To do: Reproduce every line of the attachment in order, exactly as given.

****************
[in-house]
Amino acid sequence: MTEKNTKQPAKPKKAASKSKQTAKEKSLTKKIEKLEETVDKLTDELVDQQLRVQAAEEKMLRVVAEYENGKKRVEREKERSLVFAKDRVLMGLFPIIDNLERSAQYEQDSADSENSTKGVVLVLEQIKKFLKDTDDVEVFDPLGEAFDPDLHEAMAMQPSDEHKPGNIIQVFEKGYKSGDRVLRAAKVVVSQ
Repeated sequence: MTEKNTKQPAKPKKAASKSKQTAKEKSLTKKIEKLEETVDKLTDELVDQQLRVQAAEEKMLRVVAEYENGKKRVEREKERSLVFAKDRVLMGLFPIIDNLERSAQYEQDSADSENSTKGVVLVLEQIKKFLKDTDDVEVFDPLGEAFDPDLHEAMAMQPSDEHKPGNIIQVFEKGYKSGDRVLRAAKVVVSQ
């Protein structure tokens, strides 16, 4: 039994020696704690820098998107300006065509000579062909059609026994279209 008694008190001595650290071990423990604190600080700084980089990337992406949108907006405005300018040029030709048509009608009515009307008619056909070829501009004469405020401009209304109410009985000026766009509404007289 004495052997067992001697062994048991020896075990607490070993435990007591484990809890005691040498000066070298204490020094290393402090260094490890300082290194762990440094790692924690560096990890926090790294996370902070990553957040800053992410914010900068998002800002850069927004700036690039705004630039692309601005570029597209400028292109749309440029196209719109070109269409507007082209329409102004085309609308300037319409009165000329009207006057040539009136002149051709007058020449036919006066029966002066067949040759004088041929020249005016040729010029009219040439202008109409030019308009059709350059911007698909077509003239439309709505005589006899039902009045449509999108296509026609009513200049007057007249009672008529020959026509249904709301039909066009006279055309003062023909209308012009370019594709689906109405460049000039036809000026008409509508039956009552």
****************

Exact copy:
[in-house]
Amino acid sequence: MTEKNTKQPAKPKKAASKSKQTAKEKSLTKKIEKLEETVDKLTDELVDQQLRVQAAEEKMLRVVAEYENGKKRVEREKERSLVFAKDRVLMGLFPIIDNLERSAQYEQDSADSENSTKGVVLVLEQIKKFLKDTDDVEVFDPLGEAFDPDLHEAMAMQPSDEHKPGNIIQVFEKGYKSGDRVLRAAKVVVSQ
Repeated sequence: MTEKNTKQPAKPKKAASKSKQTAKEKSLTKKIEKLEETVDKLTDELVDQQLRVQAAEEKMLRVVAEYENGKKRVEREKERSLVFAKDRVLMGLFPIIDNLERSAQYEQDSADSENSTKGVVLVLEQIKKFLKDTDDVEVFDPLGEAFDPDLHEAMAMQPSDEHKPGNIIQVFEKGYKSGDRVLRAAKVVVSQ
């Protein structure tokens, strides 16, 4: 039994020696704690820098998107300006065509000579062909059609026994279209 008694008190001595650290071990423990604190600080700084980089990337992406949108907006405005300018040029030709048509009608009515009307008619056909070829501009004469405020401009209304109410009985000026766009509404007289 004495052997067992001697062994048991020896075990607490070993435990007591484990809890005691040498000066070298204490020094290393402090260094490890300082290194762990440094790692924690560096990890926090790294996370902070990553957040800053992410914010900068998002800002850069927004700036690039705004630039692309601005570029597209400028292109749309440029196209719109070109269409507007082209329409102004085309609308300037319409009165000329009207006057040539009136002149051709007058020449036919006066029966002066067949040759004088041929020249005016040729010029009219040439202008109409030019308009059709350059911007698909077509003239439309709505005589006899039902009045449509999108296509026609009513200049007057007249009672008529020959026509249904709301039909066009006279055309003062023909209308012009370019594709689906109405460049000039036809000026008409509508039956009552």